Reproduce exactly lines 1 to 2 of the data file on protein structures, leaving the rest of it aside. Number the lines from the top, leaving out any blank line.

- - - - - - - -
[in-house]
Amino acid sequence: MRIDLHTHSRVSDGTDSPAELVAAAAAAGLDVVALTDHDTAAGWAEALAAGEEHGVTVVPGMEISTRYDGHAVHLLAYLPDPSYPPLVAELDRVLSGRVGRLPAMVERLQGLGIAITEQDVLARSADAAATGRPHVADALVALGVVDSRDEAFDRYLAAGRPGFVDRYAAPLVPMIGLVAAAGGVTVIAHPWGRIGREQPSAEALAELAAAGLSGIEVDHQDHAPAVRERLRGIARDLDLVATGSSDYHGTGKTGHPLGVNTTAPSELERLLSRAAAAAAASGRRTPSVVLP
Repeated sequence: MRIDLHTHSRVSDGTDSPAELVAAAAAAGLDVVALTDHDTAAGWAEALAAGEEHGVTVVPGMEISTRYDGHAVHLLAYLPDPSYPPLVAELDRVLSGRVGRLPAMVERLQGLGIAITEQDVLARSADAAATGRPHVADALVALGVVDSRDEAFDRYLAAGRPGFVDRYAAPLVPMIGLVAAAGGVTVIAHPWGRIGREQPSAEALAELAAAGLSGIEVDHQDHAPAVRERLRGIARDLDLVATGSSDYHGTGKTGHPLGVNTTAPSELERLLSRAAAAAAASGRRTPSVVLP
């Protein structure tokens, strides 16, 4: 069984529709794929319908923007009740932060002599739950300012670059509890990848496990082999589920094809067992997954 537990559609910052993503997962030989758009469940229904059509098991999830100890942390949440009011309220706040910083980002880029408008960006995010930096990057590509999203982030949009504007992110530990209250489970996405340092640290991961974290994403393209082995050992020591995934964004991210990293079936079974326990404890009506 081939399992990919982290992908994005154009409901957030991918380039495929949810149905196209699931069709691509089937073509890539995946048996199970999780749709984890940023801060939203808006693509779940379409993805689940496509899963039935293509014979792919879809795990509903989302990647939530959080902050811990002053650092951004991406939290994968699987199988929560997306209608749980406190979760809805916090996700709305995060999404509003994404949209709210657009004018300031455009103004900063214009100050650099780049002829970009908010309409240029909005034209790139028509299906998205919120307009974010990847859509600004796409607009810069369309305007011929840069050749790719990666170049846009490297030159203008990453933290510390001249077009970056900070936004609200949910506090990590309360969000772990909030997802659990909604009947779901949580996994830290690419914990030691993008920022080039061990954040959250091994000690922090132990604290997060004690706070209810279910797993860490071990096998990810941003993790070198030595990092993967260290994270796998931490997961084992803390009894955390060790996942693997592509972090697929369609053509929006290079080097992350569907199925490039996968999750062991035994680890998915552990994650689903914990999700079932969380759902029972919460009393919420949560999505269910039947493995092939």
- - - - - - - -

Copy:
[in-house]
Amino acid sequence: MRIDLHTHSRVSDGTDSPAELVAAAAAAGLDVVALTDHDTAAGWAEALAAGEEHGVTVVPGMEISTRYDGHAVHLLAYLPDPSYPPLVAELDRVLSGRVGRLPAMVERLQGLGIAITEQDVLARSADAAATGRPHVADALVALGVVDSRDEAFDRYLAAGRPGFVDRYAAPLVPMIGLVAAAGGVTVIAHPWGRIGREQPSAEALAELAAAGLSGIEVDHQDHAPAVRERLRGIARDLDLVATGSSDYHGTGKTGHPLGVNTTAPSELERLLSRAAAAAAASGRRTPSVVLP